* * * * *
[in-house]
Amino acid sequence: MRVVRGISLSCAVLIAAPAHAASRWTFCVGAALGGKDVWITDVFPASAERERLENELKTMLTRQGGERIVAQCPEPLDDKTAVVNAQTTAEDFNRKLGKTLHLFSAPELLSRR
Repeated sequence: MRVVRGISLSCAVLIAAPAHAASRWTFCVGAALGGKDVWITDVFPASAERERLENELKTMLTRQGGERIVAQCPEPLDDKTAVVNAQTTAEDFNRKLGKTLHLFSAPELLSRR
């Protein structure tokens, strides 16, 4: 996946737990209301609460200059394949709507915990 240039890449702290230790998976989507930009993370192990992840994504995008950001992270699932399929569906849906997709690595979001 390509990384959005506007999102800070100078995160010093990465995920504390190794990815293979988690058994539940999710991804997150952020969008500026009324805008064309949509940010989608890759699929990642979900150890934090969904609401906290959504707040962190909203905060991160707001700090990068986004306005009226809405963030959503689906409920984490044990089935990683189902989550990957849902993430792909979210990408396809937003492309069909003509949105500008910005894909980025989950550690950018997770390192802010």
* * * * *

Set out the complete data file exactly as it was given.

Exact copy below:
[in-house]
Amino acid sequence: MRVVRGISLSCAVLIAAPAHAASRWTFCVGAALGGKDVWITDVFPASAERERLENELKTMLTRQGGERIVAQCPEPLDDKTAVVNAQTTAEDFNRKLGKTLHLFSAPELLSRR
Repeated sequence: MRVVRGISLSCAVLIAAPAHAASRWTFCVGAALGGKDVWITDVFPASAERERLENELKTMLTRQGGERIVAQCPEPLDDKTAVVNAQTTAEDFNRKLGKTLHLFSAPELLSRR
């Protein structure tokens, strides 16, 4: 996946737990209301609460200059394949709507915990 240039890449702290230790998976989507930009993370192990992840994504995008950001992270699932399929569906849906997709690595979001 390509990384959005506007999102800070100078995160010093990465995920504390190794990815293979988690058994539940999710991804997150952020969008500026009324805008064309949509940010989608890759699929990642979900150890934090969904609401906290959504707040962190909203905060991160707001700090990068986004306005009226809405963030959503689906409920984490044990089935990683189902989550990957849902993430792909979210990408396809937003492309069909003509949105500008910005894909980025989950550690950018997770390192802010």